I’ve had to think long and hard about this review. The N900 is unquestionably flawed, but it’s a leading edge device, and prescient in so many ways. It shows promise of things to come, and that promise is exciting. So does one knock it as a failed attempt at reclaiming the smart phone crown, or praise its foresight and anxiously await N900+1? Considering Nokia’s stance on the device it would perhaps be unfair to call it an attempt to retake the smart phone crown, as they never positioned it as such. But it does not deserve unreserved praise either.
To get my own personal bias out of the way – I want to love the N900. It’s a Linux-based smart phone built on open source software that doesn’t try to hide its roots. I’m a Linux geek and open source enthusiast. I dislike walled gardens such as the iPhone App Store and the artificial restrictions placed on the iPhone, so a 3GS was never an option. Android is a bit too tied to Google’s services (a company which already knows much more about me than I would like to admit), and while Nokia are certainly trying to push their Ovi suite of services, they would be foolish to make it difficult for you to use competing services. My credibility as a reviewer drops somewhat given my lack of experience in using Android, and quality time with an iPhone. I’ve had a play on devices owned by friends, but that’s not enough to get to know the ins and outs of a device.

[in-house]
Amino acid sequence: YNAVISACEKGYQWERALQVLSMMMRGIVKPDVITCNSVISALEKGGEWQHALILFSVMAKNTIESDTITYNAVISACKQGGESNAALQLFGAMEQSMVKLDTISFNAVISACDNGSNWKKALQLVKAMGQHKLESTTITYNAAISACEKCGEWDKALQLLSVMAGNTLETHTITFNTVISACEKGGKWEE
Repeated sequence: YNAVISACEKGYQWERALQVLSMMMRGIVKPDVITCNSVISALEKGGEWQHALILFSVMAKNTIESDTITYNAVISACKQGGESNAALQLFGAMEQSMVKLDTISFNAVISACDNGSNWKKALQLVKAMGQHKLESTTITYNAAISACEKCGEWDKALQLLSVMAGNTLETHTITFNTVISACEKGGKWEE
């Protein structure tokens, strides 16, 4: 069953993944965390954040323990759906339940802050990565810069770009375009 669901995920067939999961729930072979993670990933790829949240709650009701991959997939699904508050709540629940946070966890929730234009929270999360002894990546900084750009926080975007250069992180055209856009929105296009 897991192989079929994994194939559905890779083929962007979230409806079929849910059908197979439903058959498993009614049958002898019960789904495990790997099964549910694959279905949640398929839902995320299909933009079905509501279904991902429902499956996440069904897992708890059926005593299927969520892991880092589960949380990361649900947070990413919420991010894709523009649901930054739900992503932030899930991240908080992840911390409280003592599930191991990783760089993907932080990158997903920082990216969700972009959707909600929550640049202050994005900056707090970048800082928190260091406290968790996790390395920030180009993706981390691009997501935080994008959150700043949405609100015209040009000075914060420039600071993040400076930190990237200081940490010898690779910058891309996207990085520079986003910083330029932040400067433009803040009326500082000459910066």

So it’s with a bit of trepidation that I review the N900. My only real frame of reference is the aging Symbian S60 – an OS that has served us well, but is now past its use-by date and hardly the ideal operating system to compare it to.